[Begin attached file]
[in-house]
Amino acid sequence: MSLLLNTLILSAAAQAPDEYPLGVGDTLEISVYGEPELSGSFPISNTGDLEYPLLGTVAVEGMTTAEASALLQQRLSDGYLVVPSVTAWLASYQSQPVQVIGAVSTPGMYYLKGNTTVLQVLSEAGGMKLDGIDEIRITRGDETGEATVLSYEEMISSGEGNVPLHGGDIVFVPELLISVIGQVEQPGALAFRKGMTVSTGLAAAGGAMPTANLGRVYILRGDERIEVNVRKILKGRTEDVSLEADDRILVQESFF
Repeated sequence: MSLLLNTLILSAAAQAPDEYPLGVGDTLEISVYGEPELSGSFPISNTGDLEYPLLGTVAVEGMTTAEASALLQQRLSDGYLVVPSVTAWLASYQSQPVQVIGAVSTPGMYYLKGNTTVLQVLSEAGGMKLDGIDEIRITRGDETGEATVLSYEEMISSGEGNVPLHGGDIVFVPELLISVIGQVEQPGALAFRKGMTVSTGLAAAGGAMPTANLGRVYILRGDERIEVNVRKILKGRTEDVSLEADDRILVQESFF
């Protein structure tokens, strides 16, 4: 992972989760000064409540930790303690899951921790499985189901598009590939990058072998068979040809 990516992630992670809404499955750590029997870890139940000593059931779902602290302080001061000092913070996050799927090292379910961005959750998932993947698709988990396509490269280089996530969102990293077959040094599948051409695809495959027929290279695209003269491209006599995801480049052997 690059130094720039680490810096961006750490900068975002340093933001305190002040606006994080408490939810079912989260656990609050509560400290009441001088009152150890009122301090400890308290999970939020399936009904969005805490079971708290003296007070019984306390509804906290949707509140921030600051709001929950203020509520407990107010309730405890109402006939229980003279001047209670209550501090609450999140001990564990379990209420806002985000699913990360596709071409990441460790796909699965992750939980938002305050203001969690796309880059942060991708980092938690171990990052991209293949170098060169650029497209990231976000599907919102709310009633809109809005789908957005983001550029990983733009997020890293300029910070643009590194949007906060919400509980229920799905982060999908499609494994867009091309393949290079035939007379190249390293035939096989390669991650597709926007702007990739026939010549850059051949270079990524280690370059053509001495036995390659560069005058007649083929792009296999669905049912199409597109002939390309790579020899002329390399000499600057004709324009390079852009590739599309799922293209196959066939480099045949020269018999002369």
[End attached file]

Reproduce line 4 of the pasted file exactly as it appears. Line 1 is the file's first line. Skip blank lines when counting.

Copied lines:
């Protein structure tokens, strides 16, 4: 992972989760000064409540930790303690899951921790499985189901598009590939990058072998068979040809 990516992630992670809404499955750590029997870890139940000593059931779902602290302080001061000092913070996050799927090292379910961005959750998932993947698709988990396509490269280089996530969102990293077959040094599948051409695809495959027929290279695209003269491209006599995801480049052997 690059130094720039680490810096961006750490900068975002340093933001305190002040606006994080408490939810079912989260656990609050509560400290009441001088009152150890009122301090400890308290999970939020399936009904969005805490079971708290003296007070019984306390509804906290949707509140921030600051709001929950203020509520407990107010309730405890109402006939229980003279001047209670209550501090609450999140001990564990379990209420806002985000699913990360596709071409990441460790796909699965992750939980938002305050203001969690796309880059942060991708980092938690171990990052991209293949170098060169650029497209990231976000599907919102709310009633809109809005789908957005983001550029990983733009997020890293300029910070643009590194949007906060919400509980229920799905982060999908499609494994867009091309393949290079035939007379190249390293035939096989390669991650597709926007702007990739026939010549850059051949270079990524280690370059053509001495036995390659560069005058007649083929792009296999669905049912199409597109002939390309790579020899002329390399000499600057004709324009390079852009590739599309799922293209196959066939480099045949020269018999002369």